The Jones Act is an extremely important law for anyone who works on the sea. It allows people who work as seamen and are injured on the job to have a trial by jury to sue for damages. It’s very similar to the same rights that railroad workers have. However, not everyone that works on the sea is classified as a seaman by the law.
According to a Supreme Court decision in 1995, a worker has to be out on the sea more than 30% of the time to be classified as a seaman. This means that many people who work on the docks and face many of the same dangers do not get the benefits of the Jones Act.
This issue may be taken up again by the Supreme Court soon. In 2008, a worker sued his employer after getting silicosis from sandblasting vessels. The fine sand got into his lungs and caused him to lose his job. His employer claimed that he didn’t qualify for Jones Act protections since he spent most of his time on the docks. In 2012, the worker died and his widow is now trying to take the case to the Supreme Court.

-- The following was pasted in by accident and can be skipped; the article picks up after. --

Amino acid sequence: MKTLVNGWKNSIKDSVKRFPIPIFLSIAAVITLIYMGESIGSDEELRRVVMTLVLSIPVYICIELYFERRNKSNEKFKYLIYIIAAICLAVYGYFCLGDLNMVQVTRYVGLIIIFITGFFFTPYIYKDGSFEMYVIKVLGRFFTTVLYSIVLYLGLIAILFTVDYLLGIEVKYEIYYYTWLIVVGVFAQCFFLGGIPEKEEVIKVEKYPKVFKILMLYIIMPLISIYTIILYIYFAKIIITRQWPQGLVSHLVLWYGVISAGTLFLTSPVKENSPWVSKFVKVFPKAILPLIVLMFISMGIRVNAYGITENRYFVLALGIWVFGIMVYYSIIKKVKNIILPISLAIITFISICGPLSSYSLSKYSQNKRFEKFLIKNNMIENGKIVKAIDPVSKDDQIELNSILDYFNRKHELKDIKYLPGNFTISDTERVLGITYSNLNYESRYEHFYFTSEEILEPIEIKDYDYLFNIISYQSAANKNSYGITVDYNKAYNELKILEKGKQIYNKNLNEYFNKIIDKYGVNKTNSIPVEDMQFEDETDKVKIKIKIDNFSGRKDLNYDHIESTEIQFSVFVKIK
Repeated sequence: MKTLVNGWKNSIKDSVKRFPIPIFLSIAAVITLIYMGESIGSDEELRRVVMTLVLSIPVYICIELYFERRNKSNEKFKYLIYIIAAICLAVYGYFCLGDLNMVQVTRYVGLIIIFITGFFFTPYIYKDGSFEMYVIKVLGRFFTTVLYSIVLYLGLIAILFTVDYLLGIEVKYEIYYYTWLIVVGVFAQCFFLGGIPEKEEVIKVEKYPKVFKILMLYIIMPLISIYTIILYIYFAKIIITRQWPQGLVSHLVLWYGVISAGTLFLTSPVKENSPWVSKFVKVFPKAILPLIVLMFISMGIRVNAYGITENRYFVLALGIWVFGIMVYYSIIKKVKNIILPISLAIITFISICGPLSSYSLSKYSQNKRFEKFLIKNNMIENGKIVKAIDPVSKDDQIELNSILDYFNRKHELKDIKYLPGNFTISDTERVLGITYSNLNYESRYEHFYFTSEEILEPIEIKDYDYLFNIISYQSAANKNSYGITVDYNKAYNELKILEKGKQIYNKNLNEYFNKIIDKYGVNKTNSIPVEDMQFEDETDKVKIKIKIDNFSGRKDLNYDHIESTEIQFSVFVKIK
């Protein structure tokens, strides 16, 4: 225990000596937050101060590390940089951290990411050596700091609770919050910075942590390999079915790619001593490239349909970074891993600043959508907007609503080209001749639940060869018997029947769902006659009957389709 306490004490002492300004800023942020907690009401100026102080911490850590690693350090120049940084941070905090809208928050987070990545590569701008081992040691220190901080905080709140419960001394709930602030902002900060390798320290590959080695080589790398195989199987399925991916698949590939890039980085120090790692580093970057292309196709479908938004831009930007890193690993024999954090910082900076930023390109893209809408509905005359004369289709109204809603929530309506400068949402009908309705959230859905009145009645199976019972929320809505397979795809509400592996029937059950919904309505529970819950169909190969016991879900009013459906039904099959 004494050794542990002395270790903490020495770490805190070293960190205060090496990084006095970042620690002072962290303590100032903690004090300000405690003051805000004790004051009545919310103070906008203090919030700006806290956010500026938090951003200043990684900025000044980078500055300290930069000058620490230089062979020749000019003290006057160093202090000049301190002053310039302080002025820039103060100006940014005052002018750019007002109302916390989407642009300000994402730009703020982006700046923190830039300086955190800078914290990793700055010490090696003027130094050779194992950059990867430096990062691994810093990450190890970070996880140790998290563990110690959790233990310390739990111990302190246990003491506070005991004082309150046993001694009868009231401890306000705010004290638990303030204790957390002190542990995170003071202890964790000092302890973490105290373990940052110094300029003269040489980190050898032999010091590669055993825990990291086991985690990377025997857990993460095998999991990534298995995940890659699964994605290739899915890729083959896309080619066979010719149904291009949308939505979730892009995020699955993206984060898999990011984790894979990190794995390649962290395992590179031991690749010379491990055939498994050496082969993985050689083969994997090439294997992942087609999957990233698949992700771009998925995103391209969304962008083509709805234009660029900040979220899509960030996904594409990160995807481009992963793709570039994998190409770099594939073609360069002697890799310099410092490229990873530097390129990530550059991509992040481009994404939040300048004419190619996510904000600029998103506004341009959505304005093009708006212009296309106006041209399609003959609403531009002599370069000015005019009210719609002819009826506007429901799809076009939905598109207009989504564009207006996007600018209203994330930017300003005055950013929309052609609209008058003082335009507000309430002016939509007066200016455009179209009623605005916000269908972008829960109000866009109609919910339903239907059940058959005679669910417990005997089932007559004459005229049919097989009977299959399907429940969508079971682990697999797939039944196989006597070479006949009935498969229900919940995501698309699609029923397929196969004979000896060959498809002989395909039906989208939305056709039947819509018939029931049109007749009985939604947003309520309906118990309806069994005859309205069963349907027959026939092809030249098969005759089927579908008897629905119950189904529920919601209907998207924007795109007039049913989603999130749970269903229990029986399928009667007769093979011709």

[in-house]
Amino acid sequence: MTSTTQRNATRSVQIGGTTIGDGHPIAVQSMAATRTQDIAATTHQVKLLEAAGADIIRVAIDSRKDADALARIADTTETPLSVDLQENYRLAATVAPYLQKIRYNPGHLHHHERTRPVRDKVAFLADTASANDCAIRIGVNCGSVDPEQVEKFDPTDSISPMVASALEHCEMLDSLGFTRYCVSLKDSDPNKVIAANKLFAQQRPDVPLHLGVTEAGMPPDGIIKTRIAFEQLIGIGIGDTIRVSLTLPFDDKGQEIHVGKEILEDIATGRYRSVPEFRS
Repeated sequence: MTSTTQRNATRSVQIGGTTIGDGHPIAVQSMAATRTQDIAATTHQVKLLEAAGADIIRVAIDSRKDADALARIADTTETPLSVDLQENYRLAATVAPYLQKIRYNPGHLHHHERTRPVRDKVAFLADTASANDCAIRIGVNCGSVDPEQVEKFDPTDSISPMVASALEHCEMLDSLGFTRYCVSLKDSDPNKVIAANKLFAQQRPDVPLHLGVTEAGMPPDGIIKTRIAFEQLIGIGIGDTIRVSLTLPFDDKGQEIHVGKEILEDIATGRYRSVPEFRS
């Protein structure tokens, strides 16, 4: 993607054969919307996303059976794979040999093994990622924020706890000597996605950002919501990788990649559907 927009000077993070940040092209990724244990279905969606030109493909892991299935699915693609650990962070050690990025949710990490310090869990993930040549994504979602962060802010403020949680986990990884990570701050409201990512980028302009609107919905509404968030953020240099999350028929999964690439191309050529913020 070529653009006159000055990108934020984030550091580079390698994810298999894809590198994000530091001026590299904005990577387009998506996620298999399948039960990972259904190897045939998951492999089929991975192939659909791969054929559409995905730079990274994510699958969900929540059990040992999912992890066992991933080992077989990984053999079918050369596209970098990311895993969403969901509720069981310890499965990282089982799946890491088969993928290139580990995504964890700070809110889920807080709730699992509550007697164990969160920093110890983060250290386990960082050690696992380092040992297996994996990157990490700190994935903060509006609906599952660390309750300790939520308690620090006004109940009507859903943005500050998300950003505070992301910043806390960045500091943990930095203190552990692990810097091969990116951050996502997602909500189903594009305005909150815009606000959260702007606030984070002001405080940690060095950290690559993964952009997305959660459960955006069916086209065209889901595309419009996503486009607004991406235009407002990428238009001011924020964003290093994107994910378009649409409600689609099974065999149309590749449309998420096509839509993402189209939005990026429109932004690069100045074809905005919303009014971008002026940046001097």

The worker did spend time out on the sea. When he wasn’t doing dock duties, he was taking pilots out to commercial vessels so local pilots could drive the boats out of Chesapeake Bay. The question is whether his boat maintenance work counts as being out on the sea.
Courts around the country are split about whether dock work counts as being out on the sea for the purposes of the Jones Act. The justices are scheduled to discuss whether to take the case or not. Resolving this issue in favor of the workers could open many companies to lawsuits.